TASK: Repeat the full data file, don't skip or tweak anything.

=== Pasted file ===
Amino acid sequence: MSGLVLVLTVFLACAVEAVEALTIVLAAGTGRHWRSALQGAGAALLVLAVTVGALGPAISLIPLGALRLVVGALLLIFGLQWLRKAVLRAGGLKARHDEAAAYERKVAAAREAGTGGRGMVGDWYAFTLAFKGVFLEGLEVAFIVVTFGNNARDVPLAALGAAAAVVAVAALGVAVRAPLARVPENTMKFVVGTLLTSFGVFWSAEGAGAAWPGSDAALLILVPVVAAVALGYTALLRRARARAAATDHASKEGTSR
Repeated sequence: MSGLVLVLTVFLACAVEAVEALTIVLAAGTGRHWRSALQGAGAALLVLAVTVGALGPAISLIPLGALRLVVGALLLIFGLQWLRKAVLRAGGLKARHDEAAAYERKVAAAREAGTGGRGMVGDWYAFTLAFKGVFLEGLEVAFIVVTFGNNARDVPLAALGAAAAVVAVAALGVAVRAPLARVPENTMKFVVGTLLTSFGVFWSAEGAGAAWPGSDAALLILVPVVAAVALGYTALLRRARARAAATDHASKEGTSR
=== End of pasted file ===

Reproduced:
Amino acid sequence: MSGLVLVLTVFLACAVEAVEALTIVLAAGTGRHWRSALQGAGAALLVLAVTVGALGPAISLIPLGALRLVVGALLLIFGLQWLRKAVLRAGGLKARHDEAAAYERKVAAAREAGTGGRGMVGDWYAFTLAFKGVFLEGLEVAFIVVTFGNNARDVPLAALGAAAAVVAVAALGVAVRAPLARVPENTMKFVVGTLLTSFGVFWSAEGAGAAWPGSDAALLILVPVVAAVALGYTALLRRARARAAATDHASKEGTSR
Repeated sequence: MSGLVLVLTVFLACAVEAVEALTIVLAAGTGRHWRSALQGAGAALLVLAVTVGALGPAISLIPLGALRLVVGALLLIFGLQWLRKAVLRAGGLKARHDEAAAYERKVAAAREAGTGGRGMVGDWYAFTLAFKGVFLEGLEVAFIVVTFGNNARDVPLAALGAAAAVVAVAALGVAVRAPLARVPENTMKFVVGTLLTSFGVFWSAEGAGAAWPGSDAALLILVPVVAAVALGYTALLRRARARAAATDHASKEGTSR